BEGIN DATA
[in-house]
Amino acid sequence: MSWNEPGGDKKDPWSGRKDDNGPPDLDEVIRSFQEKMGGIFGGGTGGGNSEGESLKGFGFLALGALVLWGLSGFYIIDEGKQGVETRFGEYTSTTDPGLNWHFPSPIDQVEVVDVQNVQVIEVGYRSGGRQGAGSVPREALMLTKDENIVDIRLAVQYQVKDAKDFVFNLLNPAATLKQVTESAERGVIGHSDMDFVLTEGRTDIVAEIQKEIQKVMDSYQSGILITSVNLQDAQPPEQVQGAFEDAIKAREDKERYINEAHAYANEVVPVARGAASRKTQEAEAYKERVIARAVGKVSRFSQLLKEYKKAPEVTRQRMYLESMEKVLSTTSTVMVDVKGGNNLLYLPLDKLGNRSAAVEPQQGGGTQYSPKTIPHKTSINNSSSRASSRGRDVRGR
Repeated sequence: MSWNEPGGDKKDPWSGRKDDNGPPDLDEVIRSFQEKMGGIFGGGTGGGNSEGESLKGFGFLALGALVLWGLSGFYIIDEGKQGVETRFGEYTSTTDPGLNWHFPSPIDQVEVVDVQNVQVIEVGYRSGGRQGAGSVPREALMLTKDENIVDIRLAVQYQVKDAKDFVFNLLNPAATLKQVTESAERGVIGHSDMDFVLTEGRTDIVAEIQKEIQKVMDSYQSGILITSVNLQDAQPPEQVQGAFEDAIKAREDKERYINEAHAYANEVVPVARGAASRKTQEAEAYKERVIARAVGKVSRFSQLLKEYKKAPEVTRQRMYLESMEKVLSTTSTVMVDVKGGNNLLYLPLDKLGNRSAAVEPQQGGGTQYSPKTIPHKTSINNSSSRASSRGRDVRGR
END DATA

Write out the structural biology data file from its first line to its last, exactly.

[in-house]
Amino acid sequence: MSWNEPGGDKKDPWSGRKDDNGPPDLDEVIRSFQEKMGGIFGGGTGGGNSEGESLKGFGFLALGALVLWGLSGFYIIDEGKQGVETRFGEYTSTTDPGLNWHFPSPIDQVEVVDVQNVQVIEVGYRSGGRQGAGSVPREALMLTKDENIVDIRLAVQYQVKDAKDFVFNLLNPAATLKQVTESAERGVIGHSDMDFVLTEGRTDIVAEIQKEIQKVMDSYQSGILITSVNLQDAQPPEQVQGAFEDAIKAREDKERYINEAHAYANEVVPVARGAASRKTQEAEAYKERVIARAVGKVSRFSQLLKEYKKAPEVTRQRMYLESMEKVLSTTSTVMVDVKGGNNLLYLPLDKLGNRSAAVEPQQGGGTQYSPKTIPHKTSINNSSSRASSRGRDVRGR
Repeated sequence: MSWNEPGGDKKDPWSGRKDDNGPPDLDEVIRSFQEKMGGIFGGGTGGGNSEGESLKGFGFLALGALVLWGLSGFYIIDEGKQGVETRFGEYTSTTDPGLNWHFPSPIDQVEVVDVQNVQVIEVGYRSGGRQGAGSVPREALMLTKDENIVDIRLAVQYQVKDAKDFVFNLLNPAATLKQVTESAERGVIGHSDMDFVLTEGRTDIVAEIQKEIQKVMDSYQSGILITSVNLQDAQPPEQVQGAFEDAIKAREDKERYINEAHAYANEVVPVARGAASRKTQEAEAYKERVIARAVGKVSRFSQLLKEYKKAPEVTRQRMYLESMEKVLSTTSTVMVDVKGGNNLLYLPLDKLGNRSAAVEPQQGGGTQYSPKTIPHKTSINNSSSRASSRGRDVRGR